RE: RARA-AVIS: Someone who doesn't like Pelecanos

From: John Williams (
Date: 06 Jul 2004

Mario wrote in response to Kerry

Kerry, I am sorry to see you bring up the old "relevance" thing, a war-horse of the sixties (though perhaps you give it a new sense).

Surely the relevance thing is essentially the old Hammett/Chandler divide. That's to say that Hammett's crimes occur in a political world in a context of organised corruption - and ultimately offer at least an implicit critique of American/western/capitalist society, while Chandler locates corruption in individuals and is much less interested in political context. It's not necessarily a politics good / no politics bad split (or vice versa) but it does seem to me that following the Chandler route can lead to well-crafted but fundamentally complacent fiction - Robert Crais would be a classic example here - while following the Hammett model can lead to more cutting edge work i.e. Jack O'Connell. Conversely there are many very fine writers in the Chandler tradition and plenty of hopeless leftist hacks trying to reinvent Hammett. But if you take the notion that noir/hardboiled is something to do with feeling that the world is not OK, then it is depressing if the genre is more and more oriented to the good story well told school of Connolly / Coben et al.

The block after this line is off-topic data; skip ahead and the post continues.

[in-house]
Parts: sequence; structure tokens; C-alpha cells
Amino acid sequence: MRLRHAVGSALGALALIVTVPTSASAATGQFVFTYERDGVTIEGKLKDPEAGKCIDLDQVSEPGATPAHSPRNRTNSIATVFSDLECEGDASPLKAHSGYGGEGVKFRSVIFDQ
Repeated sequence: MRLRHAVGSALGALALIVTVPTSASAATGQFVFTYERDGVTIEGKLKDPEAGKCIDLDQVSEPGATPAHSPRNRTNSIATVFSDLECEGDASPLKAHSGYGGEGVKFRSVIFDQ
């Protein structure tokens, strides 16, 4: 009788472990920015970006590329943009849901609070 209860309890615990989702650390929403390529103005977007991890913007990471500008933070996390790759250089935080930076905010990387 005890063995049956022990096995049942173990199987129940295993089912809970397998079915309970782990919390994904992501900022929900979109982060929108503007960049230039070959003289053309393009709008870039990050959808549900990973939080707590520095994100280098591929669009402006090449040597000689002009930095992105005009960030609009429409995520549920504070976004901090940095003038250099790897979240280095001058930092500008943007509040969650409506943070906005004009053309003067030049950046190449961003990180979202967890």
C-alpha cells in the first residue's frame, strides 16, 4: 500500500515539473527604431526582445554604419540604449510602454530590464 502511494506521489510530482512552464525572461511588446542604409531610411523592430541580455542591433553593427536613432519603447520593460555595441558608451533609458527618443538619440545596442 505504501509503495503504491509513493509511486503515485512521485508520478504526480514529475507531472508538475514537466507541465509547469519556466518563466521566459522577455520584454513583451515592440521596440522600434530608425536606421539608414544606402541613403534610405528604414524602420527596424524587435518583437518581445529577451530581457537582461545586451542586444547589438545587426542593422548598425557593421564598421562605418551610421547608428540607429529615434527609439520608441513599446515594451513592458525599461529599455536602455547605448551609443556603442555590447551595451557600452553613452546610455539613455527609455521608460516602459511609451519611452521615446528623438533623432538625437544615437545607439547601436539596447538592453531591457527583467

Whether the cutting edge needs to be formally experimental is another question. I'm not particularly enthralled by formal experimentation per se - though I think Ellroy and David Peace have both done great experimental work. Personally though I see the cutting edge as crime fiction that refuses to take easy genre options but really does attempt to offer a true picture of the way we live now. The recent work of Richard Price would definitely be a case in point.

That said if you want a crime novel that is formally inventive and very funny and very dark I really do have to commend (and as his commissioning editor of course I'm biased) Charlie Williams' Deadfolk.


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